U.S. housing starts fell 5.6 percent in October as construction of both single-family and multifamily homes slid, while a drop in permits for future groundbreaking was the largest in more than six years, the government said on Thursday.

October housing starts declined to a 2.014 million unit annual rate, slower than the 2.070 million unit pace expected by Wall Street economists, who had anticipated rising mortgage rates would cool activity. The decrease in October starts, from an upwardly revised 2.134 million unit rate in September, was the largest percentage drop since March.

Single-family housing starts declined 3.7 percent to a 1.704 million unit pace while multifamily construction tumbled 14.8 percent to a 310,000 unit rate, according to the Commerce Department report.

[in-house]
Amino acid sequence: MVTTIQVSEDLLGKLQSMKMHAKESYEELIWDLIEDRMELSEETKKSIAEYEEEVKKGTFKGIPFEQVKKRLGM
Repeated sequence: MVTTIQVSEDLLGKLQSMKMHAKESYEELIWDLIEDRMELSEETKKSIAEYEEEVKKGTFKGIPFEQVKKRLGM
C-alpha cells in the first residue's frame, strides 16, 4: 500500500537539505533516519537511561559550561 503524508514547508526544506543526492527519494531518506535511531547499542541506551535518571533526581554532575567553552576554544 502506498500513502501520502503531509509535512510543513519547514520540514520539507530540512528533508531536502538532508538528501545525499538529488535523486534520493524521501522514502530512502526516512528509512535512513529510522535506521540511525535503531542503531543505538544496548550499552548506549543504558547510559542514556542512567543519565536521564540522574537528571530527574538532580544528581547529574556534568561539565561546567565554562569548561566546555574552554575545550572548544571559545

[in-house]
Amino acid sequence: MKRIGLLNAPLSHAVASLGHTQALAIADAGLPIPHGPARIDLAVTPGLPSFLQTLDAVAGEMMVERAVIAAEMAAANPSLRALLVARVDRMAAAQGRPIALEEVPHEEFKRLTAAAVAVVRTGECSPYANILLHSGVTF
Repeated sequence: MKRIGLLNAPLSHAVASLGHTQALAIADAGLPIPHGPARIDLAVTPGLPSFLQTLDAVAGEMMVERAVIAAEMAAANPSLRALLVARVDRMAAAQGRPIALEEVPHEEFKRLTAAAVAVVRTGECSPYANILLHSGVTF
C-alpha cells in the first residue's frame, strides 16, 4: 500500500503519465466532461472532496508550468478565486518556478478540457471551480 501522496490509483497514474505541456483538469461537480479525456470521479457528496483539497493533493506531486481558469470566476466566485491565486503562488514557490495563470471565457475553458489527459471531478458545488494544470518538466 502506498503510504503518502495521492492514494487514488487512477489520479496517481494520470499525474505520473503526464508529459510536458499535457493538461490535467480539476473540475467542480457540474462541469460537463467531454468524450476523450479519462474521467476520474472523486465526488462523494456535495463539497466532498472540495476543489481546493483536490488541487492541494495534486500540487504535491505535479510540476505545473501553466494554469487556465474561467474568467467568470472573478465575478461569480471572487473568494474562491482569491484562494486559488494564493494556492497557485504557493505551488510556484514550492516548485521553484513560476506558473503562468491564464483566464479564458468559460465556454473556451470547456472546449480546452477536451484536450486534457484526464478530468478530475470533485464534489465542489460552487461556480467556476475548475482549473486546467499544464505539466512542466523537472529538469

Permits for future groundbreaking, an indicator of builder confidence, declined to a 2.071 million unit pace. That was down 6.7 percent from September, the biggest percentage decline since September 1999, when permits fell 7.2 percent, the Commerce Department said.

It said recent Gulf Coast hurricanes had minimal impact on the data.

Low mortgage rates have supported a five-year rally in the housing market, but borrowing costs have started to climb. Mortgage finance company Freddie Mac said the 30-year fixed-rate mortgage averaged 6.36 percent last week, up from 5.76 percent a year ago.

Economists say higher rates should dampen homebuyer demand and cool off the housing market, and recent months' housing data has begun to indicate some moderation in the sector.

Housing starts declined throughout the United States in October, dropping 10.8 percent in the West, 10.5 percent in the Midwest, 7.5 percent in the Northeast and 0.5 percent in the South. Permits for new construction fell in all regions except the Midwest, which reported a 1.7 percent increase.